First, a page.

The US economy is huge. The GDP of the US is 18.124 trillion dollars as of 2015 (4). It is hard for me to imagine the degree of reparations necessary that would result in the economy being "ruined". However, my belief is that failing to make reparations to this critically vulnerable segment of the population disproportionately harmed by historic US policies is a primary source of cyclical crime. Currently there are 2.3 million African Americans incarcerated costing about $70 billion per year (5). This cost may be reduced if quality educational opportunities were available and it is not hard to imagine secondary benefits of higher quality educational such as unforeseen technological innovations.

2. Federal Government would Lose Money
One must spend money to make money. If we think that high quality education has the possibility of moving some non-trivial portion of the African American population from the poverty line ($11,770) (6) to the lower bound of middle class ($38,200) (6) there are significant potential benefits. Assuming that rising incomes to middle class from poverty level reflect genuine value to society of labor, the gain for each person who has been raised to middle class is $26 thousand per year and over 20 years $529 thousand. Since I am asking for an investment of $27 thousand per year per student over 12 years this would amount to $324 thousand from first grade to twelfth. Taking the cost to benefit ratio (324/529), if 61% of students who would otherwise be impoverished moved instead to earn middle-class incomes, then the entire cost of the program would be paid for from this reward.

3. Who would the money go to?
It is pretty clear that the vast majority of African Americans are either victims or children of victims of racial violence.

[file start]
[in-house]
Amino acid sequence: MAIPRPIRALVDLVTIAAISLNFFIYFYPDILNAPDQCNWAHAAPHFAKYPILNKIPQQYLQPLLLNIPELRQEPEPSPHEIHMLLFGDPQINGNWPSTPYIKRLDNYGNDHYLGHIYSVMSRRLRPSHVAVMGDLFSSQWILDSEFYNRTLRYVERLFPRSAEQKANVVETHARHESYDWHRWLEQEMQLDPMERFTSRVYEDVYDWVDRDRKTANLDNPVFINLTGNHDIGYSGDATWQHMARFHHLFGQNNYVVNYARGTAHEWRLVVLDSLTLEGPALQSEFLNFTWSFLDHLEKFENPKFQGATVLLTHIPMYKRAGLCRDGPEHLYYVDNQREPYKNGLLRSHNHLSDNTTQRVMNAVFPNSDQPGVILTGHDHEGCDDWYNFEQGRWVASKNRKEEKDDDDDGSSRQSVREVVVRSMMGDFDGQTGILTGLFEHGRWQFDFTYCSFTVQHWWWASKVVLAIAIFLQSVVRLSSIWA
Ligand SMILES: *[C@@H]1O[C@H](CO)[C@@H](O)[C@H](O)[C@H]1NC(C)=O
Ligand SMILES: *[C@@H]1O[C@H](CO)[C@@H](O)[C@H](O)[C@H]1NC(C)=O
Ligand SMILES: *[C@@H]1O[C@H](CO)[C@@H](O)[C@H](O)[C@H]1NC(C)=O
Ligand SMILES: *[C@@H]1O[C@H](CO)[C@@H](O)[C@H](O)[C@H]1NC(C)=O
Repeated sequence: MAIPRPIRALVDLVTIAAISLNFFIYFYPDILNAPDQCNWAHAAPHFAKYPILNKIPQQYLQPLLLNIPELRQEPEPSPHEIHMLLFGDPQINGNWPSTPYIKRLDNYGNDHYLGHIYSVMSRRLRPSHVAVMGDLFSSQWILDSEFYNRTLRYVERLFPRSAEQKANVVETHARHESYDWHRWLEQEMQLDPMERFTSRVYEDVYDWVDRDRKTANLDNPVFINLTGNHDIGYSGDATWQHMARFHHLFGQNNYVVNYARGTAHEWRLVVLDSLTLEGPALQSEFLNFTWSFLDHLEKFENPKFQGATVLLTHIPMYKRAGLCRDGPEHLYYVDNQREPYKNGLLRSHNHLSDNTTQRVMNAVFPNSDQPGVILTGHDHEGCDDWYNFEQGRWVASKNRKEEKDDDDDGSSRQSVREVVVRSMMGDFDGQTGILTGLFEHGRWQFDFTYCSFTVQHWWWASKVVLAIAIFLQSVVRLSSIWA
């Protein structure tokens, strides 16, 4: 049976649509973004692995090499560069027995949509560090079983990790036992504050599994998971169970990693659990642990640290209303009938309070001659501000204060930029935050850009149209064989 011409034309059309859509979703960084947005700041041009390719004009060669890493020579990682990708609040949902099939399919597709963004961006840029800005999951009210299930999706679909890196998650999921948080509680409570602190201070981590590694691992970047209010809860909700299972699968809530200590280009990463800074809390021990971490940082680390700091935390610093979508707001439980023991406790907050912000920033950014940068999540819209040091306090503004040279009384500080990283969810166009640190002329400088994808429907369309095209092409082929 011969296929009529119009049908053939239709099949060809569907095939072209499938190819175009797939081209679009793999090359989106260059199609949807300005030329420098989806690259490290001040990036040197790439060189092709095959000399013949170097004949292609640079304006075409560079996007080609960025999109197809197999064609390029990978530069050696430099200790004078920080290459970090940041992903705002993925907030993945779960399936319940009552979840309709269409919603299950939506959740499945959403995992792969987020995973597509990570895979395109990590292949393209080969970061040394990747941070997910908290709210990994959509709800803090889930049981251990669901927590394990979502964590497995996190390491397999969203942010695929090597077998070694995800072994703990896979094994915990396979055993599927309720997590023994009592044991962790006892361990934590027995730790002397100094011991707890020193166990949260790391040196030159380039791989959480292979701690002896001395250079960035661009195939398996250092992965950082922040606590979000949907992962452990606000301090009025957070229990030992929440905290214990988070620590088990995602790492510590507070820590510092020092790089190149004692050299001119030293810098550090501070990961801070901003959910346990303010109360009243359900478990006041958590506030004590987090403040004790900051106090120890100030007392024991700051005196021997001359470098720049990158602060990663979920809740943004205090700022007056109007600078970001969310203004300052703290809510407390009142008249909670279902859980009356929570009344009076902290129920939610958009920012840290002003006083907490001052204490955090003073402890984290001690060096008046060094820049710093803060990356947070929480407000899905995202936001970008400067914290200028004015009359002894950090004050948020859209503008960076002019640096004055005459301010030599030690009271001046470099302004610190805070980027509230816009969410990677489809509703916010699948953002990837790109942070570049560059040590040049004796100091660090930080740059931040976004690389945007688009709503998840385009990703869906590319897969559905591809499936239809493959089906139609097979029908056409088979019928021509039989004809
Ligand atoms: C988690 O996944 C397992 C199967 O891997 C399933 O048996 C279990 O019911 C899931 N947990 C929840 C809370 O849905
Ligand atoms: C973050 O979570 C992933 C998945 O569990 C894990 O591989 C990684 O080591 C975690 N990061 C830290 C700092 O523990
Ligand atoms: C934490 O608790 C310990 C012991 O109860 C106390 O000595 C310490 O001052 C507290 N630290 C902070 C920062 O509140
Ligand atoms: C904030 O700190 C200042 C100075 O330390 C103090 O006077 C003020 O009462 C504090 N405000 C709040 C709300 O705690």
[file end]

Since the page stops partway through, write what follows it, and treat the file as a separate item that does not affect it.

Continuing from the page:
4. Who would pay for it?
There is an enormous federal budget (paid for by the American people) of which some non-trivial portion could be allocated to reparations in the form of improved public education.

In this debate, I argue that reparations in the form of high-quality education for all African American primary school students are both feasible and just. I support the justice of such reparations based on the intuitive notion that if you cause harm to others you should attempt to rectify that harm. This should be true between peoples as well as individuals. I argue that reparations can be provided in the form of high quality education for all African American youth costing no more than a private education in the most expensive town in the US. Thus we need not spend more money on education than an estimated $213 billion or 18% of the total federal budget.

Debate Round No. 1


RightSideRising forfeited this round.


It seems that the Right Side did not rise.
Debate Round No. 2


RightSideRising forfeited this round.


Not much point writing here I suppose.
Debate Round No. 3
2 comments have been posted on this debate. Showing 1 through 2 records.
Posted by MizzEnigma 1 year ago
Wouldn't imprisonment be their own faults for doing the crime? And illiteracy for dropping out of school/not paying attention? Lack of education leads to the inability to get a well paying job and then to poverty, which many Americans reside in due to dropping out of school and not bothering with it. Granted, even with high degrees of education, people are capable of being unable to hold a job, and even simply making bad decisions. It's undeniable that quite a few, though, are at fault for dropping out.

What do you mean by high quality education? Private school kind of quality or just very up-to-date schooling and technology period.
Posted by italktomyself 1 year ago
We have been paying reparations for years, in the form of welfare. They identify more with their grandparents past(many of which made something of them self) then the opportunity they have now.
1 votes has been placed for this debate.
Vote Placed by lannan13 1 year ago
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Reasons for voting decision: Forfeiture